Lieutenant Niki of the Austrian royal guard has a new girlfriend, Franzi. He's crazy about her and is smiling at her while on duty in the street. King Adolf and his daughter Princess Anna ... See full summary »
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Josef von Sternberg
Anna May Wong
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Lieutenant Niki of the Austrian royal guard has a new girlfriend, Franzi. He's crazy about her and is smiling at her while on duty in the street. King Adolf and his daughter Princess Anna from the neighboring kingdom of Flausenthurm drive by, and Anna intercepts a wink meant for Franzi. She falls for Niki, marries him (he has no choice in the matter), and whisks him off to Flausenthurm. Franzi follows and enjoys a brief affair with Niki before Anna finds out. Franzi, much more experienced in the ways of the world, gives Anna lessons on how to win the affections of her husband. Written by
John Oswalt <firstname.lastname@example.org>
A French version with dialogue and lyrics by Henri Bataille was shown in New York on 15 October 1931 and was also a big hit in Paris. It had the same three leading actors, and was filmed at the same time as the English language version, as dubbing had not yet been invented. See more »
In the latter part of the movie Chevalier bounds up a grand staircase painted to appear as marble but the loud clomp-clomp-clomp of his shoes reveals it to be just wood. See more »
King Adolf XV:
This is unheard of. Flausenthurm without an "h?" Don't they know, in Vienna, how to spell my country?
It's a deliberate insult, Papa. They're trying to make us feel, just because we've a little country, we shouldn't have so many letters.
See more »
Awesomely immoral, one of Lubitsch's finest musicals
Lubitsch's third great musical is perhaps his most immoral, along with "One Hour With You". The screenplay by Ernest Vajda and Samson Raphaelson is replete with the occasional Lubitschian double entendres and naughtiness. The film often recalls the lilting grace of Lubitsch's "The Love Parade" but it also looks ahead to the ironic romantic triangle of Lubitsch's lauded masterpiece "Trouble in Paradise".
Here, Chavalier's Lieutenant Niki is torn between an aristocratic princess Anna (Miriam Hopkins) and a working class violinist Franzi (Claudette Colbert), the same way Herbert Marshall's Gaston in "Trouble in Paradise" must choose either Kay Francis's wealthy Madame Colete or his fellow thief, Miriam Hopkin's Lily. But there is a difference. In "Trouble in Paradise", Gaston abandons Mme. Colete for Lily, but in "Smiling Lieutenant", Chevalier unconditionally accepts his forced romance with Anna. At first, Niki is happily fond of Franzi who is introduced to him by his friend Max (Charlie Ruggles, who played one of rejected suitors in "Trouble in Paradise"). But ultimately he is forced to marry princess Anna of the neighboring kingdom of Flausenthurm. The love scenes between lieutenant Niki and Franzi are incredibly charming and flavorsome, while the marriage of Niki and Princess Anna seems unpleasant and uninspired. But the film's charm or brilliance lies in its joyous musical numbers and songs, and its ironic immoral look at its characters. Irony and cynicism are key to understanding Lubitsch's art, especially his works of the early 30s, and "Smiling Lieutenant" is no exception. There is, for instance, an irony and immorality in the lovely number "Jazz Up Your Lingerie", as Princess Anna tries to emulate Franzi in order to look sexy for Niki.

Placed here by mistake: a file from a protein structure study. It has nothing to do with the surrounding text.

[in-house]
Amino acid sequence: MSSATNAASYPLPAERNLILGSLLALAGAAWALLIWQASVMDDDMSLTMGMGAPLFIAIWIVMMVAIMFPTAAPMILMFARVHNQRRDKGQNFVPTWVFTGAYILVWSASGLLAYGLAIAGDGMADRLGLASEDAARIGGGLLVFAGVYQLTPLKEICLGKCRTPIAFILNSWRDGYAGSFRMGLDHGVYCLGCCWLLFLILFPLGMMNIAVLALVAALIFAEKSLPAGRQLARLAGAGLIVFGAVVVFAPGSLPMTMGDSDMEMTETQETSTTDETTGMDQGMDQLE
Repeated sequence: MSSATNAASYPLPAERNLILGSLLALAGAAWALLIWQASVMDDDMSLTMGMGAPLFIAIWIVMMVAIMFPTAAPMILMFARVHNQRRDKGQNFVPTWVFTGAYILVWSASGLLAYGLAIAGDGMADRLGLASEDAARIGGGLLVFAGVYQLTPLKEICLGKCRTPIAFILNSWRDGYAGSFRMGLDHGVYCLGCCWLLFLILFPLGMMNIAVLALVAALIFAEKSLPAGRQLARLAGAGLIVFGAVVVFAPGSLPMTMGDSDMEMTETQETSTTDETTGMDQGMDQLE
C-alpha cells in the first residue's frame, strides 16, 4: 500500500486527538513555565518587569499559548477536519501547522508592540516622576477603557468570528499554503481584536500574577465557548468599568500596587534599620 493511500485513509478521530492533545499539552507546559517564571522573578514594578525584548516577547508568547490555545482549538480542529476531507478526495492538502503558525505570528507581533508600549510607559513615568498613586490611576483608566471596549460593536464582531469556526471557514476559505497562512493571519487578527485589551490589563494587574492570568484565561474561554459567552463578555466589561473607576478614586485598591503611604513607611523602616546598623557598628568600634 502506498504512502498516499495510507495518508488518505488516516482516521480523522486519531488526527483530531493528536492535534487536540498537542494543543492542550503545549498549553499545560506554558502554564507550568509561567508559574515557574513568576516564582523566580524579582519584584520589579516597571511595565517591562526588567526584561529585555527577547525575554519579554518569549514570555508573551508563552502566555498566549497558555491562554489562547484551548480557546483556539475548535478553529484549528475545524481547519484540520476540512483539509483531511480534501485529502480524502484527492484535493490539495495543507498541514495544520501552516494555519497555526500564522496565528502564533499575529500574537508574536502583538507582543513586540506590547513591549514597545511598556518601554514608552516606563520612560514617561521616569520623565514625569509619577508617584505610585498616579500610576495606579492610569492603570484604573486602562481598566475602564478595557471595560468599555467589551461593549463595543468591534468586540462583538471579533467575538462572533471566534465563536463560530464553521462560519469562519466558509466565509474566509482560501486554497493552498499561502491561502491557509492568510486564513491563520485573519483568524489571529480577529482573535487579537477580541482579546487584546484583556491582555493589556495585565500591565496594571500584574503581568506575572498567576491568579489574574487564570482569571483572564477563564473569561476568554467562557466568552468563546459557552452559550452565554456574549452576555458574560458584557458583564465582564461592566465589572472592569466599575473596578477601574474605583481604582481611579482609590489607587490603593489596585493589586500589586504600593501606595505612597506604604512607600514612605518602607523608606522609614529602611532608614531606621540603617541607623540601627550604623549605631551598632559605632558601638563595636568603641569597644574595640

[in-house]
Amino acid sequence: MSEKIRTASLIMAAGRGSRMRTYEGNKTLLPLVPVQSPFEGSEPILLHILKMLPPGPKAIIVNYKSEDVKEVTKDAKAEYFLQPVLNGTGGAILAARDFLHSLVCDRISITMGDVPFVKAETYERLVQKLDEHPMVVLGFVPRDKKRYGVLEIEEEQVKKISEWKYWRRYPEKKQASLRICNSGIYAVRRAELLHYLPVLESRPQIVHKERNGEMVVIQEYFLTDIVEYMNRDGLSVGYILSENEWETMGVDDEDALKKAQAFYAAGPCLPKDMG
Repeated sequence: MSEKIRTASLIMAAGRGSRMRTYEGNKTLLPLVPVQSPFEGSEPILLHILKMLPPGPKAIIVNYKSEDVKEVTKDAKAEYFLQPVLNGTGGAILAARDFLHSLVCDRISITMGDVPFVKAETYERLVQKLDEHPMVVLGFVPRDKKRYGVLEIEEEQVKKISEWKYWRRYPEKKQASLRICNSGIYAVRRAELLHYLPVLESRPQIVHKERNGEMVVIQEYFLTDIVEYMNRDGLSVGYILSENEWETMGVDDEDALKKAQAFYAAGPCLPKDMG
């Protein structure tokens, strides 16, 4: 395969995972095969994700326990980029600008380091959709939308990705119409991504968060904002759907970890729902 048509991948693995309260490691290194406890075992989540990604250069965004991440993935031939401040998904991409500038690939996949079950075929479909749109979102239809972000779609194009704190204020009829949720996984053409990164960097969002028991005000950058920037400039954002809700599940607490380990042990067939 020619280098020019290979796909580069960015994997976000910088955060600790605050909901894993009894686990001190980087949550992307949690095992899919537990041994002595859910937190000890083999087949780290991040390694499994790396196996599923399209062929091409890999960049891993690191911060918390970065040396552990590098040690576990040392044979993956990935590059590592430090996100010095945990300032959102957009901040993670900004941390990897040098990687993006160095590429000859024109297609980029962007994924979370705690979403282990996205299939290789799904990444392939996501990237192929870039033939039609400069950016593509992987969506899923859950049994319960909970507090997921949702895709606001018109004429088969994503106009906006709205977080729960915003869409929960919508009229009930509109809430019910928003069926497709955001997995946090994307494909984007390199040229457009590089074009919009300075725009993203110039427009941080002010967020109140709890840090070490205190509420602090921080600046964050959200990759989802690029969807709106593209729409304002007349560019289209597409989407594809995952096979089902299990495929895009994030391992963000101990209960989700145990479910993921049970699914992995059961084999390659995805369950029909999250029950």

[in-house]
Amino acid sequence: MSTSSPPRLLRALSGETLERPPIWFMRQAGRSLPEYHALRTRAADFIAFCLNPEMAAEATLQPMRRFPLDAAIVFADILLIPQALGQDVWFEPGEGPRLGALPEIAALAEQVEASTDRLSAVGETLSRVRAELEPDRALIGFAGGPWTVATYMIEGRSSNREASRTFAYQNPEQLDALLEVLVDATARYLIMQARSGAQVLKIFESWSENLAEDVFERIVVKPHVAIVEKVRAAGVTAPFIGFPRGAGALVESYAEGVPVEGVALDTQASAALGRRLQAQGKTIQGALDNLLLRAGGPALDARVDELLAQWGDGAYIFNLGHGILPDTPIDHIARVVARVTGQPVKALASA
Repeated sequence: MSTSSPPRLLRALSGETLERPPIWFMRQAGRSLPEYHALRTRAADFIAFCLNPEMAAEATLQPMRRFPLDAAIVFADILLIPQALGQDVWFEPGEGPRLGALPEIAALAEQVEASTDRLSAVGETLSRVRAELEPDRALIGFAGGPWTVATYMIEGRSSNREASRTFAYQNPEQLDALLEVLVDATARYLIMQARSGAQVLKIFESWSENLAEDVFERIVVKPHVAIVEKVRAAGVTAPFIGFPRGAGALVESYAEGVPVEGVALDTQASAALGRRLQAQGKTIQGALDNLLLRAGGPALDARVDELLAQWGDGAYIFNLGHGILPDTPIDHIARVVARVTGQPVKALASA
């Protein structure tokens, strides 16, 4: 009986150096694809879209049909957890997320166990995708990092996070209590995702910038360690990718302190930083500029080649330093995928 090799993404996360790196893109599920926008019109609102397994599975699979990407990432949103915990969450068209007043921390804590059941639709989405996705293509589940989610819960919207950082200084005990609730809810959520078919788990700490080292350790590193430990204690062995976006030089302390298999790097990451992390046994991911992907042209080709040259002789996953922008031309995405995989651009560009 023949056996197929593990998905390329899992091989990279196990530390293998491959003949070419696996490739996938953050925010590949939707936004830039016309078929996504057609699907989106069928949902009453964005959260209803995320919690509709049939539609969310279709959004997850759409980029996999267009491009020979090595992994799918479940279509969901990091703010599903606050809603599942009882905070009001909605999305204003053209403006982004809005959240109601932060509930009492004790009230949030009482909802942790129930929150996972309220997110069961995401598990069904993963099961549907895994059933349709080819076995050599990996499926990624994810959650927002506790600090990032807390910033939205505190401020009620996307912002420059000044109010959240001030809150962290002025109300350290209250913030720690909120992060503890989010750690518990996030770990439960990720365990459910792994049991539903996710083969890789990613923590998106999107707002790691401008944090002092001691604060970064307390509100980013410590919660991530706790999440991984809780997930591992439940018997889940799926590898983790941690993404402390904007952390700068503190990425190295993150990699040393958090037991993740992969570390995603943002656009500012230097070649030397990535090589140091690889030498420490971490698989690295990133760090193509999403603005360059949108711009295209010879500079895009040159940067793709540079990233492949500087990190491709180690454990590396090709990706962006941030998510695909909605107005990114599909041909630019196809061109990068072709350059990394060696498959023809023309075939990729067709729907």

"The Smiling Lieutenant" remains Lubitsch's most underrated musical. Not many people have seen it. It deserves to be seen and compared with Lubitsch's later works, particularly "Trouble in Paradise."
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